09 Apr

Yogic Meditation for Yoga Practice

Alan Pritz
Rev. Alan Pritz, Interfaith Minister and spiritual disciple of Paramahansa Yogananda, has trained in and taught inner sciences for 40+ years. Author of award-winning book, Meditation as a Way of Life: Philosophy and Practice (Quest: 2014), his private practice in Minneapolis, MN, Awake In Life, provides meditation instruction and spiritual counseling-coaching for individuals, couples, and corporations. To learn more see: www.Awake-in-Life.com.
Alan Pritz

Meditation is often included in modern hatha yoga classes in a relevant-but-not-essential way. Many who utilize meditative elements do so by drawing upon Buddhist Mindfulness practices without realizing that Buddhism arose out of yogic tradition and that the latter is steeped in vast meditative wisdom. A long-time disciple of Paramhansa Yogananda (author, Autobiography of a Yogi), I encourage hatha practitioners to re-investigate classical yogic meditation methods and start ‘bringing the pillow to the mat.’

Meaning and Purpose of Yoga

The root word for yoga, “yuj,” means to yoke and implies a state of union or uniting. This is not, as common understanding would have it, a reference to integrating physical and mental health. That stance is understandable in a culture where people are leery of religious dogma or faith-based language. The truth, however, is that yoga is a millennium-old, universal spiritual science that charts the way by which the soul descends from Spirit into bodily consciousness and how, by specific meditative practices, can be returned from a state of isolated embodiment to liberated oneness with Source. Classically speaking, then, yoga refers to yoking or reuniting the individualized divine, soul, with the infinite divine, Spirit. Again, yoga is not to be trivialized as a physical health system yielding flexibility and mental balance. It is about something much more, self-actualization or Self-Realization. And what is that? According to Yogananda, Self-Realization means, “the knowing — in body, mind, and soul – that we are one with the omnipresence of God; that we do not have to pray that it come to us, that we are not merely near it at all times, but that God’s omnipresence is our omnipresence; that we are just as much a part of Him now as we ever will be. All we have to do is improve our knowing.”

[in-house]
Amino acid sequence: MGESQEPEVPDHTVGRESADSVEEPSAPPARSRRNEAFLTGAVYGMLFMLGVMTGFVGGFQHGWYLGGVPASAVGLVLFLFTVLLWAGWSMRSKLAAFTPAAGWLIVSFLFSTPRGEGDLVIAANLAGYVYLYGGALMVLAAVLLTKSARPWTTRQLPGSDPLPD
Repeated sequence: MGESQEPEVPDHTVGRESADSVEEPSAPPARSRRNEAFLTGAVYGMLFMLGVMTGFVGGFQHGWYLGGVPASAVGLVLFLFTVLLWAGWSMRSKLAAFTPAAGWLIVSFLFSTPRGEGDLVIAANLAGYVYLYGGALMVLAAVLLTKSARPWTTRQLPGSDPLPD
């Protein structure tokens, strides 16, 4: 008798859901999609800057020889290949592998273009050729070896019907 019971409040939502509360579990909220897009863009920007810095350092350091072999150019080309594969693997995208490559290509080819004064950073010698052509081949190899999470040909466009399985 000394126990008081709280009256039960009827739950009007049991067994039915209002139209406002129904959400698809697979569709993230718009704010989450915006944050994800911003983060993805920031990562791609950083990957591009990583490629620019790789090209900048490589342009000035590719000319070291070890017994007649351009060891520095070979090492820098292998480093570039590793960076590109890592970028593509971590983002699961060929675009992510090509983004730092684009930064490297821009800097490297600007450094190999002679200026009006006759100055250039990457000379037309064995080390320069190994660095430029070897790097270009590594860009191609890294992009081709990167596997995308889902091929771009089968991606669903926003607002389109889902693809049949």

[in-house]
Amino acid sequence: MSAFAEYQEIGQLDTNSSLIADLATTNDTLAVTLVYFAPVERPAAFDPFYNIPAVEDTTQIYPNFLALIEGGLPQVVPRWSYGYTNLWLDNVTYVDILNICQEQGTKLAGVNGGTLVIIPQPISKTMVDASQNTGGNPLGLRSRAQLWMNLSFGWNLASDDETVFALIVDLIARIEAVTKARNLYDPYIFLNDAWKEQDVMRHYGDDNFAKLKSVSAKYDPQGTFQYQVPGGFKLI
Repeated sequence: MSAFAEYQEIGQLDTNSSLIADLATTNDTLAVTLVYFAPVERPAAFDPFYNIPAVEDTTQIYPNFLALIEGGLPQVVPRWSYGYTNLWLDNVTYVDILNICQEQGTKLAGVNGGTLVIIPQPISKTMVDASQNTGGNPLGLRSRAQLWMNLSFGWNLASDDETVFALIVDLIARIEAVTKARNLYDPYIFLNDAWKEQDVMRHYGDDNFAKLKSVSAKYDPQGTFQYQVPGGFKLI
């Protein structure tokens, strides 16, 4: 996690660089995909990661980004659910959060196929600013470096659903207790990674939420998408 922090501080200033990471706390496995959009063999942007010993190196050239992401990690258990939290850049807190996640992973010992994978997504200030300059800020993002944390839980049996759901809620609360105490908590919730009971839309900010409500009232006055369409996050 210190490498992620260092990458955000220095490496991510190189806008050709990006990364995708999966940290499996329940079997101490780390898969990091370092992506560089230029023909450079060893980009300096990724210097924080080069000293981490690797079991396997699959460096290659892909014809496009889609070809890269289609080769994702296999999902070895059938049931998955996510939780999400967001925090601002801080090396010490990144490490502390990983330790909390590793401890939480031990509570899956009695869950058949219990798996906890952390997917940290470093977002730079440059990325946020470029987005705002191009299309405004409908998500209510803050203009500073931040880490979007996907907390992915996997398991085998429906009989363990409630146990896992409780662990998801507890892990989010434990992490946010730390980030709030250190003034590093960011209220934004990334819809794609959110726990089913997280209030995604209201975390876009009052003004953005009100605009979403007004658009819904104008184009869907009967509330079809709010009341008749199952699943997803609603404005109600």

At the end of the day this commentary is not about turf, Yoga vs. Buddhism, but education. The role of yoga has always been spiritual and it behooves those enamored by its physical disciplines to understand and practice its meditative ones as well. Doing so will enhance overall benefits and in a way consistent with the core purpose of practice, optimal happiness and fulfillment.



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